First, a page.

Reasons for Obtaining a Business Valuation
Gift and Estate Taxes
Gift and estate tax issues are becoming more complex. Wealth attained through business operations, transfers, and inheritance invariably results in tax liabilities. This issue is compounded with gifting of closely held stock, family limited partnerships, or charitable contributions. A credible valuation can minimize taxes and reduce the potential for IRS audits or other legal disputes.
Employee Stock Ownership Plans (ESOPs)
Tax law changes require some businesses to undertake a business valuation. The Tax Reform Act of 1986 requires that a qualified independent business valuator provide a stock valuation upon the formation of an Employee Stock Ownership Plan (ESOP), and each year thereafter. The valuation must reflect consideration of the treatment of leverage, control premium, minority interest considerations and repurchase liabilities. Conforming to the Employee Retirement Income Security Act (ERISA) and Department of Labor (DOL) regulations, along with other industry standards, is required. The complexity of these issues suggests you need a business valuation professional with the expertise to analyze the information and comply with all of the regulations.
Allocation of Acquisition Price
The Revenue Reconciliation Act of 1993 established additional benefits through proper allocation of the purchase price to personal, real and intangible property. Fair market valuations are required on various purchased properties in certain asset and stock acquisitions. At times, it may be advantageous to allocate the purchase price among various legal entities as part of the lump-sum purchase transaction.
Prudent Business Purpose
The prudent rule prior to entering a business is to establish a formal agreement for getting out of the business relationship. Buy and sell agreements allow the business owner to transfer an interest in the business to other owners or to the business itself The agreement can guarantee a buyer for the. business and eliminate difficulties associated with transferring the business upon death or disability of one or more of the owners. Conflicts among interested parties to the business may be minimized by clearly establishing the definition of market value prior to the time of need.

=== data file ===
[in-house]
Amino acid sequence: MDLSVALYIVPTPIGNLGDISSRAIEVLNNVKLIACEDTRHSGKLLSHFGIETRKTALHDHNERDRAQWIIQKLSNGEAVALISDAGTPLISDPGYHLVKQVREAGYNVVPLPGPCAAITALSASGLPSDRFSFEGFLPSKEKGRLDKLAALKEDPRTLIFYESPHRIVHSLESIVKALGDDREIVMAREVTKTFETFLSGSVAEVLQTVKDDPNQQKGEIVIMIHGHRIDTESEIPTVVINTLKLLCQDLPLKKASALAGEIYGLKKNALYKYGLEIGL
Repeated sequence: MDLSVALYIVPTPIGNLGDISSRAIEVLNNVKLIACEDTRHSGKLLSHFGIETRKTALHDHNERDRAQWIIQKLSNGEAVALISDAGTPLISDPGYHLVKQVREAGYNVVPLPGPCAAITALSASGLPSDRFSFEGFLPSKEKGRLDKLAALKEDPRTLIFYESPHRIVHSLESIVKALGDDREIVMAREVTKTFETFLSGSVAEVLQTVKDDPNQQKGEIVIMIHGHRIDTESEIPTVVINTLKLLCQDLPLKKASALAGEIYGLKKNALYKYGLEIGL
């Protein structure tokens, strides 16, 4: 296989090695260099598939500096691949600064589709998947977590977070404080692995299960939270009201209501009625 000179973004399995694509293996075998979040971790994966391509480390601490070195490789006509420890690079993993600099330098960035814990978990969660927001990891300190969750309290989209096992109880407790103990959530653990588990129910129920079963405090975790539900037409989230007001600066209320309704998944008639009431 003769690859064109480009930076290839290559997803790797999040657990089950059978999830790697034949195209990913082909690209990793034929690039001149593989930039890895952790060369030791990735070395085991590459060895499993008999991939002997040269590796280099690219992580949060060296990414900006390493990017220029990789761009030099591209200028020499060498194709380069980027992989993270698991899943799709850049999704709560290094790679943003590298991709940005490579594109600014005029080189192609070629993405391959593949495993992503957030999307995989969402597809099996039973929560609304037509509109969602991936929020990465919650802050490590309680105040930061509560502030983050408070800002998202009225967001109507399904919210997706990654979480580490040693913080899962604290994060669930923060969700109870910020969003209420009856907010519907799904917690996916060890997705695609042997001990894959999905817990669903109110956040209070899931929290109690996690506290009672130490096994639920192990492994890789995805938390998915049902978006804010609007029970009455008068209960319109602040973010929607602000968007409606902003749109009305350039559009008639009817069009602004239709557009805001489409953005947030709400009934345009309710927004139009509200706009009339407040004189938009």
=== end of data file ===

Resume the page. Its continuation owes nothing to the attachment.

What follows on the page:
Providing a fairness opinion minimizes exposure by meeting the Business Judgement Rule. Due diligence reports, or fairness opinions, are required by the Securities and Exchange Commission (SEC) in transactions involving public stock offerings. Boards of directors will ask for a fairness opinion to comply with their fiduciary duty to shareholders by providing outside, third-party objectivity. Fairness opinions are also called for in mergers/acquisitions, determination of controlling versus non-controlling interests, and when fairness may be questioned by interested parties to a transaction.
Valuation needs frequently arise when attempting to secure financing or when renegotiating a current existing obligation. Business valuations include a determination of the value of tangible assets and intangible assets. Tangible assets may include buildings, land, equipment, inventory or receivables. Intangibles may include goodwill, customer lists, trademarks, non-com-pete agreements, patents or leaseholds, to name a few. Determining the market value of the company's capital assets will help determine the ability of the business to cover its current obligations and/or projected future debt.